By Sumaya Samarasinghe
Ten years after directing his last feature film Ghost of Mars, which was both a critical and commercial disaster, cult director John Carpenter is once again back behind the camera.
His latest film The Ward takes place in 1966 at the North Bend Psychiatric Hospital and begins with the gruesome death of a young patient named Tammy. Some unseen force seems to enter her cell and the next thing we hear is her neck snapping.
In the morning,a bruised and beautiful young blonde woman is running through a forest with a police car trailing her. She finds herself in front of an abandoned farmhouse and burns it down. The police catch her and take her to North Bend.
Her name is Kristen; she is troubled and suffers from amnesia. The young woman is institutionalised and is roughly led to a special ward by an orderly. There she is given Tammy’s old room and meets the other patients; Iris the artist who does her best to befriend her, Sarah who keeps trying to seduce the male staff members, Zoey the youngest who behaves like a child and keeps hugging a toy bunny and Emily who initially seems hostile but ends up being Kristen’s closest ally.
On the first night itself, Kristen’s blanket is pulled off her bed and when she wakes up to look for it, she finds a broken charm bracelet hidden under her mattress.
At her first therapy session with Dr. Stringer it becomes very clear that Kristen has absolutely no idea as to why she has been institutionalised. She and the other girls seem to have no family members nor friends visiting them, plus as the film goes along we are not offered any clues regarding their illnesses.
From time to time, flashback sequences which are in black and white show a terrified little girl chained from her wrists inside a barn watching a man who is obviously going to abuse her come in.
As the film goes along, the inmates are attacked by a horribly disfigured and burnt creature who also watches Kristen while she is sleeping.
The Ward is no masterpiece and does not fall into the same category as Shutter Island by Martin Scorcese or Milos Formas’ fabulous One flew over the cuckoo’s nest.
But is does have a touch of class, thanks to the skill of its veteran director. Firstly, and unlike most of the new horror genre, Carpenter does not believe in the over usage of gore and builds up suspense rather well. A few shocks and jumps in your seat are guaranteed and it takes a master’s touch to achieve this when most of the story takes place in one location.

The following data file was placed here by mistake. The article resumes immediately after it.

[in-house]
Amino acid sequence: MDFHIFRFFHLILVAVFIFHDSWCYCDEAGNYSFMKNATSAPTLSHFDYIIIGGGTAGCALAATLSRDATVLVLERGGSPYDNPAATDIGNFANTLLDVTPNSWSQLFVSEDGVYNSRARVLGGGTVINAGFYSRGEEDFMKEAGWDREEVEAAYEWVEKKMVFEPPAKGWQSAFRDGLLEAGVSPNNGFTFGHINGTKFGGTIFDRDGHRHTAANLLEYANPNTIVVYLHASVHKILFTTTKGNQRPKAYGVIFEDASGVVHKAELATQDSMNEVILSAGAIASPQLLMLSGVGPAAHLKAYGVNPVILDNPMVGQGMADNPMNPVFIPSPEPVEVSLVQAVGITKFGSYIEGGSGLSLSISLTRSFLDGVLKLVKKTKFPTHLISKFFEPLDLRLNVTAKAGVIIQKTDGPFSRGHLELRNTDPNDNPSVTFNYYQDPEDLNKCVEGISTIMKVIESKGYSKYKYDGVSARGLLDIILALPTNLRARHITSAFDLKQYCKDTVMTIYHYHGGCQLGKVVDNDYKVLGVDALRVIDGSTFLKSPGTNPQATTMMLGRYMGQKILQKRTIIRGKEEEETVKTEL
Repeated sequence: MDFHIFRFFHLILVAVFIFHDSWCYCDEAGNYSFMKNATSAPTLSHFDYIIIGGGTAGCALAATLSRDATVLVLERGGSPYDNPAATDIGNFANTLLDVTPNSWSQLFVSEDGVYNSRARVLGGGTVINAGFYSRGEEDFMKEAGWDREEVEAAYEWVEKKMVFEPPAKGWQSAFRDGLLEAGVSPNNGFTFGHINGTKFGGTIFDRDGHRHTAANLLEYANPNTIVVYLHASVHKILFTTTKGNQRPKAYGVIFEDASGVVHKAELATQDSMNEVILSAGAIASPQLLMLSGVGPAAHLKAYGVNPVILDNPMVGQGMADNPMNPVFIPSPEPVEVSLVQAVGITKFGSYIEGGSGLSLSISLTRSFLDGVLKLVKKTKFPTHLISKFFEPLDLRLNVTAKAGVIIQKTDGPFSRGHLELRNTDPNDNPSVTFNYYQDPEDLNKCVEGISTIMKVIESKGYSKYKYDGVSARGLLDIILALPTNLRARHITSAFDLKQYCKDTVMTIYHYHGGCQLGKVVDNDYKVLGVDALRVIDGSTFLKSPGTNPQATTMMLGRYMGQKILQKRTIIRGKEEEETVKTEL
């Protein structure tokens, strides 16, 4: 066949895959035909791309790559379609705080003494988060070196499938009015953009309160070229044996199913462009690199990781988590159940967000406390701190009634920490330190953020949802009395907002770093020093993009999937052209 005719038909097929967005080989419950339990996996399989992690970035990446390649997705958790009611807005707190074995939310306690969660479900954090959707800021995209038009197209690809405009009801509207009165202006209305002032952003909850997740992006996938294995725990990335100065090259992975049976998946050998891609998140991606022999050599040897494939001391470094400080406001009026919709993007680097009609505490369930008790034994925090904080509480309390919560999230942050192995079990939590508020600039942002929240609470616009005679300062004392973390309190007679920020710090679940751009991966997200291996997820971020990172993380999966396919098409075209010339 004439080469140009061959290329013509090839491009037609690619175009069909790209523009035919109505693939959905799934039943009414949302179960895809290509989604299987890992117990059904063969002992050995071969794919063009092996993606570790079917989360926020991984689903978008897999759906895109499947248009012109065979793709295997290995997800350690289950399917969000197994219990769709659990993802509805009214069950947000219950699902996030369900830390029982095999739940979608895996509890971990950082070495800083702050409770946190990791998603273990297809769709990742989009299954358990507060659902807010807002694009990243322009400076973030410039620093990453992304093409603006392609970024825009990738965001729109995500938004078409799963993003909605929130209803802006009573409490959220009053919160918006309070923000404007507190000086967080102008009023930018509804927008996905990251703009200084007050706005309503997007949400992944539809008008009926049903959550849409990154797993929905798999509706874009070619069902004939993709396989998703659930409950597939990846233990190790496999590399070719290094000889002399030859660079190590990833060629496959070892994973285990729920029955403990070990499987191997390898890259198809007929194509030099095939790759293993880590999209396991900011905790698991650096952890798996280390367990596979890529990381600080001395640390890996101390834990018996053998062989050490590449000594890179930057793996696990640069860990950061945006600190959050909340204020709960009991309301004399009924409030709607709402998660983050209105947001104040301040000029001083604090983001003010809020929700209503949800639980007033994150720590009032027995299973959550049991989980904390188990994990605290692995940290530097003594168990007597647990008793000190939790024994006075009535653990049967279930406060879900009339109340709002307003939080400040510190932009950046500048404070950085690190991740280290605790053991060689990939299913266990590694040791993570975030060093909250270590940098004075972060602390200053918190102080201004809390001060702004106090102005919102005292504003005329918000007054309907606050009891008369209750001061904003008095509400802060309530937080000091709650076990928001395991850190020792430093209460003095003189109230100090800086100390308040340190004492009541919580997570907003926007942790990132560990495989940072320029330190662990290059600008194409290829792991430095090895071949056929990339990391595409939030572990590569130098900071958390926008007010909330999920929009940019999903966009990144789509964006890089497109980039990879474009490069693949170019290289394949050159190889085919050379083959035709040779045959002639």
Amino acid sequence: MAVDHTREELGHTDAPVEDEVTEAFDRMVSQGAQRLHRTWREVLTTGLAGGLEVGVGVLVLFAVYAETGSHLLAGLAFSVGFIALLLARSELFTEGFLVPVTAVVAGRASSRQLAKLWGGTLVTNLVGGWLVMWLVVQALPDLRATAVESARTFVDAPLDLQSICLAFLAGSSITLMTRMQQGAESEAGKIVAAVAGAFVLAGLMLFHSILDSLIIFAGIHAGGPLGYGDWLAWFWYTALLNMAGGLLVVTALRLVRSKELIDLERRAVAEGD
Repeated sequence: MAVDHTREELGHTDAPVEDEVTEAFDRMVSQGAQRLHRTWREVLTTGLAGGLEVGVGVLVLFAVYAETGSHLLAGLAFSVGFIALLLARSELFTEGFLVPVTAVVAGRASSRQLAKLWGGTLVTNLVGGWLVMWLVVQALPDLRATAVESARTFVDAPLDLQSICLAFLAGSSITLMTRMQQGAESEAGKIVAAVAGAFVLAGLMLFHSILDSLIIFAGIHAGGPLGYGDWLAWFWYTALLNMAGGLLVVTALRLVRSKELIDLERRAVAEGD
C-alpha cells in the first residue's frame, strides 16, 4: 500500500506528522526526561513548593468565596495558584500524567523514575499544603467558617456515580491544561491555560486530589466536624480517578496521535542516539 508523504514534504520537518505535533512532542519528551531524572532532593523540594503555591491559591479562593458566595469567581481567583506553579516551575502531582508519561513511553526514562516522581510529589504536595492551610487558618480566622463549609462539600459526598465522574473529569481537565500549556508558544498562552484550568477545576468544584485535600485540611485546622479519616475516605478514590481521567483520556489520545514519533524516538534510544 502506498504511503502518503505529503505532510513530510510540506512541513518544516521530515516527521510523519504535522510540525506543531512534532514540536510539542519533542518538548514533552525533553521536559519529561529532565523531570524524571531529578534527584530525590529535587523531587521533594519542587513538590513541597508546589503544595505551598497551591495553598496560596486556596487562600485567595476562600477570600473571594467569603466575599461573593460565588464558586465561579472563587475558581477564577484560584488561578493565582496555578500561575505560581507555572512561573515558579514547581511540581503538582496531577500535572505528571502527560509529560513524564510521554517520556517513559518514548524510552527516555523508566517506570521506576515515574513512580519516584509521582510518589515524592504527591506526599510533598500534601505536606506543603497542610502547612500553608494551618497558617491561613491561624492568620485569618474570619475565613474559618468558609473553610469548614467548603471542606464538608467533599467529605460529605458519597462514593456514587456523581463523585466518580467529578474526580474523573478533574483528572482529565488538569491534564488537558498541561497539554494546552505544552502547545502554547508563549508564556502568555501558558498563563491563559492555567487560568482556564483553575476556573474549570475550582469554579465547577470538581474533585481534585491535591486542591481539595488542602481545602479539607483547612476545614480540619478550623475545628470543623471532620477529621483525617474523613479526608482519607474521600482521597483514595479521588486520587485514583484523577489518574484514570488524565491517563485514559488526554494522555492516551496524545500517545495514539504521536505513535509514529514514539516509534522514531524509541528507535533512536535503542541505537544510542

And secondly, the film is more like an homage to films shot in the 1960’s from its colour schemes, camera movements and no heads rolling or blood pouring. Amber Heard who plays Kristen looks like a young Grace Kelly or Kim Novak. Though the young actress is still relatively unknown to many filmgoers, give her another two years maximum and she will be having a serious fan club to deal with not only because of her looks but also the versatility of her acting talent.
The name Alice Hudson, also a former patient of the ward keeps being brought up and Kristen will continue to stubbornly try and escape and find out what has become of her missing friends.
Critiques have said that The Ward is a little obvious with a denouement which could be foreseen a mile away.
I would tend to disagree. Though the ending may seem easy, John Carpenter manages to brightly deviate the viewers attention from unanswered questions (Why have the girls been institutionalised? Where are their parents) and makes then want to continue watching the film upto its very end.
Not the best John Carpenter to whom we owe Halloween and Starman only to name a few of his most famous movies, nor the best film about mental illness;The Ward is leagues away from Shock Corridor, One flew over the cuckoo’s nest and even Shutter Island, However, it would be a shame to deny oneself an entertaining, scary movie which does not end in the “oh so common” bloodbath of the slasher genre.